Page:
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The CR+ Revolution: Considerations for Managing Cercospora Leafspot

A photo of a sugarbeet field

New sugarbeet seed varieties resistant to Cercospora leaf disease first became available in 2021. Known as “Cercospora resistance plus performance varieties” or “CR+,” these varieties show promise in both savings on spray and processing costs and reducing crop loss, but questions remain. In this blog, Dr. Al takes a look at past management history and some best practices when managing Cercospora.

A Look Back at Cercospora Treatment

Cercospora Leafspot has been a pandemic for the sugarbeet industry for decades in the Eastern and Midwest regions. From 1979 to 1981, almost complete resistance to the benzimidazole fungicide family occurred. This was followed by successful management of Cercospora using mostly tin and some mancozebs, until 1996-1998 when tolerance to the tin fungicides built up because of exclusive use of the tin products.

Eminent, the first triazole registered fungicide, hit the market in 1999 and gave excellent Cercospora control until near exclusive use of Eminent again resulted in resistance to it and other registered triazole fungicides.

Headline EC gave wonderful control of Cercospora for a few years, but again, constant overuse resulted in Cercospora resistance and near total loss of control with this fungicide family.

The CR+ varieties have now taken the market by storm because of unbelievable resistance to infection by Cercospora. This isn’t the first time sugarbeet seed was modified to address this prevalent disease, however. Decades ago, plant breeders developed varieties with very high Cercospora resistance. Unfortunately, they were also resistant to high yield capability. This significant yield drag prevented widespread acceptance by growers and most sugar industry experts. With 2021 being the first year of CR+ use, we will certainly be monitoring yield and sugar content.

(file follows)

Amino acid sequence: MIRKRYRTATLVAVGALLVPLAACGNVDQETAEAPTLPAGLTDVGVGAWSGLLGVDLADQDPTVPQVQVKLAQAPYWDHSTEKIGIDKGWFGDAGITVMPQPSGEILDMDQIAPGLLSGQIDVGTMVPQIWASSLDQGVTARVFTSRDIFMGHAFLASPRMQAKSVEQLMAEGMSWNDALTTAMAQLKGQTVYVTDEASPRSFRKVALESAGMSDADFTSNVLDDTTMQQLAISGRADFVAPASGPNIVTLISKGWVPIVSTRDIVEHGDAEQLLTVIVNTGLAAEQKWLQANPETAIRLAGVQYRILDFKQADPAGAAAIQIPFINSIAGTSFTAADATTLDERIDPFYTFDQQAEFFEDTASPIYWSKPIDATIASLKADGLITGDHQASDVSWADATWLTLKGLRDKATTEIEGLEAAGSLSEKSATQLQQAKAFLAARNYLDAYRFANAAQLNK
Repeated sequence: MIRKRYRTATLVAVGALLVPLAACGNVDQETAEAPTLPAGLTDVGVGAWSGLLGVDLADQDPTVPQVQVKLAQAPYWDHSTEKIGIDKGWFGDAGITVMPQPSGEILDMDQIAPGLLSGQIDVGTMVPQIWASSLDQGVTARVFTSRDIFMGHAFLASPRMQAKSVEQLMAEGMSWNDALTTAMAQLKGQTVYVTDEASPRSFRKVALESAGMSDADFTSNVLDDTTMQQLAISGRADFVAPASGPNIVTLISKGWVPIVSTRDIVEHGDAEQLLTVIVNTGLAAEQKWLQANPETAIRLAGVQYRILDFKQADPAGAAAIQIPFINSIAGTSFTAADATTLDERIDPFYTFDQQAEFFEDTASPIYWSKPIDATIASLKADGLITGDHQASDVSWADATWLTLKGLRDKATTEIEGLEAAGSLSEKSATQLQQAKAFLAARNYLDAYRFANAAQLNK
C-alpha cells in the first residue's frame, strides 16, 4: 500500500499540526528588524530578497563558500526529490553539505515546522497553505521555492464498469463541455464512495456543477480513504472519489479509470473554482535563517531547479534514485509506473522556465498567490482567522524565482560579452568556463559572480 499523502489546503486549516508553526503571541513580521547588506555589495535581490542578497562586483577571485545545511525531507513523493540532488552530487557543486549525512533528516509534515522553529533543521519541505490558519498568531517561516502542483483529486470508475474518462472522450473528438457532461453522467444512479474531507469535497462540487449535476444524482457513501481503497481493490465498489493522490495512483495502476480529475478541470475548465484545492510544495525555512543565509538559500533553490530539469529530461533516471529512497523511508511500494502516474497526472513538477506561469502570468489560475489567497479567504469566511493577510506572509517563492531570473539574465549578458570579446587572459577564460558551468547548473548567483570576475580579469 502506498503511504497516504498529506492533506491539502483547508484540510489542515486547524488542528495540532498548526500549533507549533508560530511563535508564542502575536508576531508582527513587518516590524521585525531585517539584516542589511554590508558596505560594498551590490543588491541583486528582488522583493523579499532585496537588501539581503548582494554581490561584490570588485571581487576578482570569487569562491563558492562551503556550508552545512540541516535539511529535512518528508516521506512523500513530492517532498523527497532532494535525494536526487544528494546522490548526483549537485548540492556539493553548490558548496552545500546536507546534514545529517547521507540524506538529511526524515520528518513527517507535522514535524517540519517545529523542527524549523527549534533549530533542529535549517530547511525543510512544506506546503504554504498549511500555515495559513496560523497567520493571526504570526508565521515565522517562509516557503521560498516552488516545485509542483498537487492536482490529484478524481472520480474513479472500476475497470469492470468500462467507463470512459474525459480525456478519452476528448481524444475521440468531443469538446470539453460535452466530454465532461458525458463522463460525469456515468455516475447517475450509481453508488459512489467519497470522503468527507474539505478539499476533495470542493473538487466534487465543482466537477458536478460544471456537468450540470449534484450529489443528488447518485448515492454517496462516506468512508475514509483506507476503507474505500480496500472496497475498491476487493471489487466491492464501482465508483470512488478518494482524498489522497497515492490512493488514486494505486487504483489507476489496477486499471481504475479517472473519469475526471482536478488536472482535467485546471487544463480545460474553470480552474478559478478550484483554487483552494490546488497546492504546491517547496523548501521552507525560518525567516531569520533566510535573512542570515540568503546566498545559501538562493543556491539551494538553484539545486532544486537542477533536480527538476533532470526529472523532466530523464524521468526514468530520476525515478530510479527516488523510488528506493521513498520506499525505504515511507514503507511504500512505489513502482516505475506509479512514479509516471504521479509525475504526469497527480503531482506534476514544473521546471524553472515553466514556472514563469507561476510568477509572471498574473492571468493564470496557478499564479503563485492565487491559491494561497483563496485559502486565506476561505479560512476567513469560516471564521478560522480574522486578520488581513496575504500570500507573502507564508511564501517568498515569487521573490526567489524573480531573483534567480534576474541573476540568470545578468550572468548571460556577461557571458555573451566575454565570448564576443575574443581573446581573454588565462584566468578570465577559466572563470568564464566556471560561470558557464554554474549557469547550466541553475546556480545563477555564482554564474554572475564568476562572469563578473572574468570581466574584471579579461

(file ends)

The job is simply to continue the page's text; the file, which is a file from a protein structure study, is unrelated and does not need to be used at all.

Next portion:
Managing to Mitigate Resistance

Photo of an ideal sugarbeet field
The goal: near-perfect, Cercospora-free sugarbeets.

So how should these CR+ varieties be managed for the long-term benefit of the sugarbeet industry?

The first rule, is DO NOT follow the pattern of bad fungicide management or the sugarbeet industry will lose effectiveness of the CR+ trait, as well. Field scouting and monitoring NDAWN station weather data still must be done.

Opinions Vary on How Many Applications is “Right”

Unfortunately, at this time, there is not a consistent management strategy advocated by all industry experts. There is general acceptance of a very early first fungicide application. After that, differences in management strategies becomes evident.

In my opinion (and that of most cooperative experts), a second fungicide application should follow the first one within about 14 days.

After these first two applications, many experts and I agree there is opportunity to skip or delay subsequent applications. Under favorable environmental conditions for Cercospora, most of the Red River Valley, southern Minnesota, and Michigan growing areas are applying four fungicide applications. However, some growers and crop consultants advocate applying only two or three applications even in southern growing areas. In a few instances, growers in the northern Red River Valley apply fungicides only once on CR+ varieties.

Mismanagement of this CR+ trait will eventually result in Cercospora developing resistance to the CR+ varieties. Dr. Melvin Bolton, USDA Plant Pathologist in Fargo, a highly respected expert on the genetics and biology of Cercospora, is convinced that poor Cercospora management will eventually lead to loss of effectiveness of the trait. The greater the uncontrolled level of Cercospora, the greater will be the likelihood of resistance development. Nearly all industry experts agree with this point of view.

Conclusion

Wise management of Cercospora using a conservative fungicide approach will preserve the trait effectiveness for as long as possible. If not sure of the best approach to follow, talk to several experts to understand how to best manage these CR+ varieties.

Dr. Al Cattanach

Director of Agronomy


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